Why Most Blogs Fail
There are millions of blogs, like this one, out there, or personal online journals where people link to and write about things of interest to them. Their lives, their hobbies, their politics, their technology. But somewhere close to 95% of these blogs ‘fail.’ The blog never gains any substantial kind of readership (outside of a handful of individuals — friends, family), or the author loses interest in writing on a daily or semi-daily basis, or the blog loses focus, direction and eventually, readership.
But most blogs fail because keeping an ongoing tally of one’s interests, life, politics, or technology is just plain hard and often times, monotonous. It’s difficult for most people to easily write hundreds of words every day that have some greater meaning (as opposed to the, “Wow, look at that beautiful sky today,” or “The NY Times said something interesting, here’s the link to it.”). I suspect most bloggers figure this out after the first or second week of writing. Writing well takes effort and time.
Writing well constantly and consistently is a task that simply doesn’t fit most ordinary people. People write when they have the time, and if you have a lot of time, well, finding time to write is easy. But when life starts getting busy or interesting or stressful, a lot of people don’t find writing as easy as it once was. Sure, for some, it comes naturally and is a stress-relieving tool. Most people aren’t natural born writers, however (if they were, we’d all have published novels by the time we’re 21).
Blogs have two choices at some point in their growth — find a way to integrate blogging into your life that continues to provide some substance to your readers, or just start writing badly very frequently, infrequently, or not at all. You can tell the latter blogs by their hilarious devolution into nonsequiturs or mundane musings. “I arrived safely back at the beach in Florida.” That’s nice. I arrive safely at work everyday through rush-hour traffic, but I suspect not many care enough that I should write about it. Actually, mundane personal musings are fine and great for a personal blog (and can make for interesting reading when you know the person). But when you find such stuff mixed in with commentary on technology, politics, or what-have-you, it just seems silly and out of place.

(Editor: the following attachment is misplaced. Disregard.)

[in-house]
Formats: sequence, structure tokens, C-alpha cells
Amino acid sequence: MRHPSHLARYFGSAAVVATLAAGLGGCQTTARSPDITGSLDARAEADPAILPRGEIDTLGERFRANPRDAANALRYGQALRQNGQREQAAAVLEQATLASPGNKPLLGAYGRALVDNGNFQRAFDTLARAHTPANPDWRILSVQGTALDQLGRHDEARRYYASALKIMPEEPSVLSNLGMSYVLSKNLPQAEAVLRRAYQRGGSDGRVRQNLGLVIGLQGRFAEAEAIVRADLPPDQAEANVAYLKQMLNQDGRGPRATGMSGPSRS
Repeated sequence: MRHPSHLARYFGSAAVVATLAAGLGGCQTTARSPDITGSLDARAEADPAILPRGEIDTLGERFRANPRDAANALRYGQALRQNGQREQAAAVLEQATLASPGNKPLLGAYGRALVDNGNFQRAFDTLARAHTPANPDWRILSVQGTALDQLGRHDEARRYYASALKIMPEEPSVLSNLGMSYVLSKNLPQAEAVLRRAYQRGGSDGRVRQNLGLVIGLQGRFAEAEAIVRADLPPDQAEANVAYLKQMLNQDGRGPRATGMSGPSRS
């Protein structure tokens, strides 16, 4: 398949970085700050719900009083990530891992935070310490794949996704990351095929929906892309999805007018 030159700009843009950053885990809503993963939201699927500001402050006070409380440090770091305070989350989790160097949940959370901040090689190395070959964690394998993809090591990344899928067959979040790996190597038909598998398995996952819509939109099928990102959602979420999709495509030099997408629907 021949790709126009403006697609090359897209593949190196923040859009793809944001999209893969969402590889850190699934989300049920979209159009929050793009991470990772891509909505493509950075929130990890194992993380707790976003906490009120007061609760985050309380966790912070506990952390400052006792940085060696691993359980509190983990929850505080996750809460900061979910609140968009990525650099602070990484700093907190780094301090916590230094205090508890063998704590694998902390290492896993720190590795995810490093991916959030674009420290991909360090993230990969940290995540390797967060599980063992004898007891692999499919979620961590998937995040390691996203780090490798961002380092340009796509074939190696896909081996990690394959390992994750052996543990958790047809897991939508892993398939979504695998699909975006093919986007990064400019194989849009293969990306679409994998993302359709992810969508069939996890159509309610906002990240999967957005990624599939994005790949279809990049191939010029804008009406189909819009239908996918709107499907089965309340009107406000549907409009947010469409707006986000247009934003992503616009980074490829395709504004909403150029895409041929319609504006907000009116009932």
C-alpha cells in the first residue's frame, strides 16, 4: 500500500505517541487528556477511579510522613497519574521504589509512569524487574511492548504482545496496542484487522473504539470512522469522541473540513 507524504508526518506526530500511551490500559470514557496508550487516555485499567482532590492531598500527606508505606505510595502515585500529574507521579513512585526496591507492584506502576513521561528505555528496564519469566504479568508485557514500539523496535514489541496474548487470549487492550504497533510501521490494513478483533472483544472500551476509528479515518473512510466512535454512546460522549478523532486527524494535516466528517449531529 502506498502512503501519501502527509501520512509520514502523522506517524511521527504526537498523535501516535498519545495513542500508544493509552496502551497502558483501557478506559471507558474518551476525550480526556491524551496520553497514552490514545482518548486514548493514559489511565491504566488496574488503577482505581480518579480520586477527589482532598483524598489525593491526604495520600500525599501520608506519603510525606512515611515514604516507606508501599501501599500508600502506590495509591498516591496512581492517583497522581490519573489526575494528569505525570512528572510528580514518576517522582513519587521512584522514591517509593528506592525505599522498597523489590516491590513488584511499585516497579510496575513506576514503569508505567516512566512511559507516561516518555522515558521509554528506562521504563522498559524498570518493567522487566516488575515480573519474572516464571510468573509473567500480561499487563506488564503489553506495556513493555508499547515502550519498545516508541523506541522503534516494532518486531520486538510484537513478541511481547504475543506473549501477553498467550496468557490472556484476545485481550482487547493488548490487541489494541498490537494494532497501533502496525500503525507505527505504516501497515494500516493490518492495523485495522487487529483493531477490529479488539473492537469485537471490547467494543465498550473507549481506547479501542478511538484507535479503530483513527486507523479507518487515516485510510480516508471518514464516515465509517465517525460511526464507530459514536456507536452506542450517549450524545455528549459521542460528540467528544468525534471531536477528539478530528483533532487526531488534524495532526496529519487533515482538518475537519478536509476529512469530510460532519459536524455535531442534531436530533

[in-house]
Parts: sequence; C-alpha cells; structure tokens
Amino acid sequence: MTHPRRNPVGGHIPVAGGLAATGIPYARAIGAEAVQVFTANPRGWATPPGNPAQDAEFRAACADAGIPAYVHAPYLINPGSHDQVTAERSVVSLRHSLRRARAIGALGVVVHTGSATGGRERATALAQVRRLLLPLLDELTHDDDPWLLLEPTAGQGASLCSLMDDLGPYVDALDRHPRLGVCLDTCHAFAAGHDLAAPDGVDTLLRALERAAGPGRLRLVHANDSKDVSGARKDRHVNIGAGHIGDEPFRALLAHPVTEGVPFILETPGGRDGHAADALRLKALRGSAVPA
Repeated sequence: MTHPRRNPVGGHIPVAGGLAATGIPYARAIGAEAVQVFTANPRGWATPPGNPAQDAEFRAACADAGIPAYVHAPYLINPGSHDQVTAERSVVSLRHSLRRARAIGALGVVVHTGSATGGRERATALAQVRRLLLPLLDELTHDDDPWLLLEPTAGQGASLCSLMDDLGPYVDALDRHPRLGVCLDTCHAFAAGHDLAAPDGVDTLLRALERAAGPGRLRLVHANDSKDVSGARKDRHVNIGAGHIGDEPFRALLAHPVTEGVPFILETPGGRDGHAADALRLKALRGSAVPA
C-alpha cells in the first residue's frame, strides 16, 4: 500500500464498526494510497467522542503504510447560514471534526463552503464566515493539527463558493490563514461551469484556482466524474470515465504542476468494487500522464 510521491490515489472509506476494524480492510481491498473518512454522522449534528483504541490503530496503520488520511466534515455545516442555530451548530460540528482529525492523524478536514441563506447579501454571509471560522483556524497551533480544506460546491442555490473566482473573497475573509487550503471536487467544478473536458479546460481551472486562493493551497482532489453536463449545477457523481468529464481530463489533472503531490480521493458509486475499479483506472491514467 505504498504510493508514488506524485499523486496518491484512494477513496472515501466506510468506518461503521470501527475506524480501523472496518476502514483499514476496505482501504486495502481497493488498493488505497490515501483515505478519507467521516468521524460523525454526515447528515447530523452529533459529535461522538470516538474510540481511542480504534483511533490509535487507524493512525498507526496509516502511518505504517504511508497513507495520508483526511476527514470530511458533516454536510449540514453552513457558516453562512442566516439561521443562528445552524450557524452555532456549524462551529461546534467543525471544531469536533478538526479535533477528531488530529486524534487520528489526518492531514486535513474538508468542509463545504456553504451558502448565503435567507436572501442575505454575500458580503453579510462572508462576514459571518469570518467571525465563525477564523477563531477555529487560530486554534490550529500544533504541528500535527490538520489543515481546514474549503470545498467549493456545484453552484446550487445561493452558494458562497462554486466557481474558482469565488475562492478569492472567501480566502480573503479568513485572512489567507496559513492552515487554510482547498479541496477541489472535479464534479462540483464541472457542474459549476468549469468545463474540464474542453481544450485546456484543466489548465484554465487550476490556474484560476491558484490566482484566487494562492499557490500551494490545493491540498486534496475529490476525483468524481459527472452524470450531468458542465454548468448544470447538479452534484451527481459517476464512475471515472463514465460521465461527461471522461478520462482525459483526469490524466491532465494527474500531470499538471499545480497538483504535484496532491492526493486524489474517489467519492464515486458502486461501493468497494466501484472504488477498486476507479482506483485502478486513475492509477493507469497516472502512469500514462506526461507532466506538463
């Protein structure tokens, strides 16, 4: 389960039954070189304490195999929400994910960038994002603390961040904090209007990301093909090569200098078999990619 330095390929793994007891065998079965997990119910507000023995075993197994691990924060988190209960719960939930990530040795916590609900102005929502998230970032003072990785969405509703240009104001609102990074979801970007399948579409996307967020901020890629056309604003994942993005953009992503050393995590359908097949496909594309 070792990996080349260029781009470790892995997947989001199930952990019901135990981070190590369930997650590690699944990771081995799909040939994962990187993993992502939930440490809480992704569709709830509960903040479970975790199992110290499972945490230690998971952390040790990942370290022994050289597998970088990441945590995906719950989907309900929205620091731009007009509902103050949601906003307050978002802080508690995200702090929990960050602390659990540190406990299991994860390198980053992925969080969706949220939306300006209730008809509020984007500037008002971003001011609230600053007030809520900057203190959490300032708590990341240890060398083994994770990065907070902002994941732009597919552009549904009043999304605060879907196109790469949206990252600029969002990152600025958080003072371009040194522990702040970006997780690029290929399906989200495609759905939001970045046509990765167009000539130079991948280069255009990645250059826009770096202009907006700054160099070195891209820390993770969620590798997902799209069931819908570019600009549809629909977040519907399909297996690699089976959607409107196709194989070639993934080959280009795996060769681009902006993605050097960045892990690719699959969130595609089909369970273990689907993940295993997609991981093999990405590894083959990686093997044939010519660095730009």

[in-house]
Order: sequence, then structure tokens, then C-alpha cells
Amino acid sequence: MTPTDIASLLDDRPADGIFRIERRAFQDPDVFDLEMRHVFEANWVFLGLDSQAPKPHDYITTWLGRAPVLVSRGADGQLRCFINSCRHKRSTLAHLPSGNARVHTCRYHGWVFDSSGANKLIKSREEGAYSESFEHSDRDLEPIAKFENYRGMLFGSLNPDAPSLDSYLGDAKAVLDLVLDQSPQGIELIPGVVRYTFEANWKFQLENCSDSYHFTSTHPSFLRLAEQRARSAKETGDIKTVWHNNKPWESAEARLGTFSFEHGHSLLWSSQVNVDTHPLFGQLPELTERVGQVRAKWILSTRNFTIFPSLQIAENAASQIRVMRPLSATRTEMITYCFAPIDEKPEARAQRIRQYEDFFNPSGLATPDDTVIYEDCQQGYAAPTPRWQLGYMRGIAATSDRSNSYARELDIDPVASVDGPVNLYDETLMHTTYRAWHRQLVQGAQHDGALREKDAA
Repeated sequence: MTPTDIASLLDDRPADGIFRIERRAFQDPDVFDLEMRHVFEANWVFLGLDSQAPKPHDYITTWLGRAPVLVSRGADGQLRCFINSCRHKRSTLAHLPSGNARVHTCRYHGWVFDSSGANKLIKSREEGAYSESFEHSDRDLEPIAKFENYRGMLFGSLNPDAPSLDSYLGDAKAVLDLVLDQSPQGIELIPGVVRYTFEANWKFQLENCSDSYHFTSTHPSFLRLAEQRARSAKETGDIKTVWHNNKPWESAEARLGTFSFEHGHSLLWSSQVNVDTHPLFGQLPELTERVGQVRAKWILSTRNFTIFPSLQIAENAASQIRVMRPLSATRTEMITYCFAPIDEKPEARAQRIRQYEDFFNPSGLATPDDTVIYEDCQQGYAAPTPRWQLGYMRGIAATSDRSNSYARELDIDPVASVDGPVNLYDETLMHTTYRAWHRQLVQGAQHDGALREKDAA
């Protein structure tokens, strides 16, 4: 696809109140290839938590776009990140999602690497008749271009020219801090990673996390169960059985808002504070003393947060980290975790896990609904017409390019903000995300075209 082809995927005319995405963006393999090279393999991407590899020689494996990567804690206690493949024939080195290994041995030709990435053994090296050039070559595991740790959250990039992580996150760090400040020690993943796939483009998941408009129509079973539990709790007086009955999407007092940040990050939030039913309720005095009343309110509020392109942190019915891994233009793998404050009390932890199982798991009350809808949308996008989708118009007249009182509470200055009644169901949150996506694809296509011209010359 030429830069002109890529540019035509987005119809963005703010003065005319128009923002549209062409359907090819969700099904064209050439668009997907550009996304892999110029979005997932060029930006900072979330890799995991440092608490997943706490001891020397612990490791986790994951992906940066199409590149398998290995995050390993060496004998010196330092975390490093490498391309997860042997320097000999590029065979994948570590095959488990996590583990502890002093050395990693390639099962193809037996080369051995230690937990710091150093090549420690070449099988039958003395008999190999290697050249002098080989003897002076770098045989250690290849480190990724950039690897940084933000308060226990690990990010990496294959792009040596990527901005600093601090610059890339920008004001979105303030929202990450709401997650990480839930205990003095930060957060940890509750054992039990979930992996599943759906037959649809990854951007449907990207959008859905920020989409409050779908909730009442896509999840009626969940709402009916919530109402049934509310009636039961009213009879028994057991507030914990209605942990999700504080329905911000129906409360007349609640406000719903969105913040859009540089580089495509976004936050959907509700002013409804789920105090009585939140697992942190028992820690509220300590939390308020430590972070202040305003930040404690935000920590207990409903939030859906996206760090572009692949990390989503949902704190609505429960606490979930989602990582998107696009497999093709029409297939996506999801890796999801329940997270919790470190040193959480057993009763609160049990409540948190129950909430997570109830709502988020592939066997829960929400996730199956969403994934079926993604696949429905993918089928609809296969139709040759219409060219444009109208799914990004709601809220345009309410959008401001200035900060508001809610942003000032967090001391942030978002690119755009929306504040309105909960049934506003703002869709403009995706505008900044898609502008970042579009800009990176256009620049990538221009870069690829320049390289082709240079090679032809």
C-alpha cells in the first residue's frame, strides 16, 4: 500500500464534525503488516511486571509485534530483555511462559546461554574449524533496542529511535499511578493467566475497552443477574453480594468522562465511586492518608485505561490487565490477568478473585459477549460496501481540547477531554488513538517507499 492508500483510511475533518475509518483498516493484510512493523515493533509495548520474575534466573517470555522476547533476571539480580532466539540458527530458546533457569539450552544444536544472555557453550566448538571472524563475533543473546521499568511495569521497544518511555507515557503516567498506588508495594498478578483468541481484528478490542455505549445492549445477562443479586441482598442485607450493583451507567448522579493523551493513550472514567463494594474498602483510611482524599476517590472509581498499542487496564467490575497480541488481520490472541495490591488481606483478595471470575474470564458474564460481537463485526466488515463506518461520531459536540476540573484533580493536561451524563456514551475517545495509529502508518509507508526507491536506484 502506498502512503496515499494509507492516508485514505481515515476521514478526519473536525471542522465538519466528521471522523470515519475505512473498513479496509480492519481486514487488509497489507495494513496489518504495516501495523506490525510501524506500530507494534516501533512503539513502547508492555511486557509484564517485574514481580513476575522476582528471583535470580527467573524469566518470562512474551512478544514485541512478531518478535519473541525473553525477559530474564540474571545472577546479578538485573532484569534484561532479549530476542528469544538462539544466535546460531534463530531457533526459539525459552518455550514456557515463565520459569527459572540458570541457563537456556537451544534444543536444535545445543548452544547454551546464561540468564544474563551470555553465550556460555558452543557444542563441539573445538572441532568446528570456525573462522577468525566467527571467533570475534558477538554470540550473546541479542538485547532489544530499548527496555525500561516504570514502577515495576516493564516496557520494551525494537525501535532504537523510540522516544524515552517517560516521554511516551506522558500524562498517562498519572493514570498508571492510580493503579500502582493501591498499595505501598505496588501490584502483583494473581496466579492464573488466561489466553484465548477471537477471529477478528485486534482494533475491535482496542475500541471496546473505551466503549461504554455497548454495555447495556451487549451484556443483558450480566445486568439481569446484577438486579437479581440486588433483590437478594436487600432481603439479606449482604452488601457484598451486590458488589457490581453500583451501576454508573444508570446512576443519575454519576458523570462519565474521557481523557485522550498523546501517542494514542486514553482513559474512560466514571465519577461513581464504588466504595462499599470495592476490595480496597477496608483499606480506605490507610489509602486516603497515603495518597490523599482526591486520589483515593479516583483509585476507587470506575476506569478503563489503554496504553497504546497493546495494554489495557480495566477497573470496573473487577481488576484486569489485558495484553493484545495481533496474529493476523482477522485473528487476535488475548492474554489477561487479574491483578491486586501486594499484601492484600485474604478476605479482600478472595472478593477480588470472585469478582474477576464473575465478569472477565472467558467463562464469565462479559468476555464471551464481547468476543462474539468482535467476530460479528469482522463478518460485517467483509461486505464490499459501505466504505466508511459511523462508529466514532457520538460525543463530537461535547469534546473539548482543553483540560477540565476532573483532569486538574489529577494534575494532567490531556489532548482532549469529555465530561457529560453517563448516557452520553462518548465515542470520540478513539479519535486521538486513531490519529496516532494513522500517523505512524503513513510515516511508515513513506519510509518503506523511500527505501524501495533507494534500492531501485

Blogs fail when the authors give up on them. That’s why you’lll find most blogs have been abandoned. I’m constantly doing research online and am amazed at the number of results that come up pointing to a blog entry. Like a good netizen, I click to see where it leads me, and find a blog. Okay, so let’s go to the blog’s homepage and see when it was last updated. Oh, August, 2003. January, 2004. May, 2002. It’s almost a rarity when I come across an active blog by chance (as opposed to finding one through friends or colleagues).
If you don’t want your blog to fail, don’t give up on them. Acknowledge your limitations and your strengths in writing. If you’re not a daily writer (like me), don’t force yourself to become one for the sake of blogging. Your quality will suffer and readers will notice. If you’re writing a topic-oriented blog, make sure readers have a way of knowing when you’re posting personal stuff (like classifying it appropriately). And if you find blogging is not for you, you should probably make a little effort to just go ahead and archive your writings somewhere. While it’s quaint to keep them online as a snapshot of your life, everyone sees that snapshot too and wonders what happened.
Remember that blogging takes committment, energy, and effort. Not everyone should blog, just because you can. You should seek to contribute something to the effort beyond noting that McDonald’s french fries have a slightly salty, beefy taste to them.
Grohol, J. (2005). Why Most Blogs Fail. Psych Central. Retrieved on April 23, 2018, from https://psychcentral.com/blog/why-most-blogs-fail/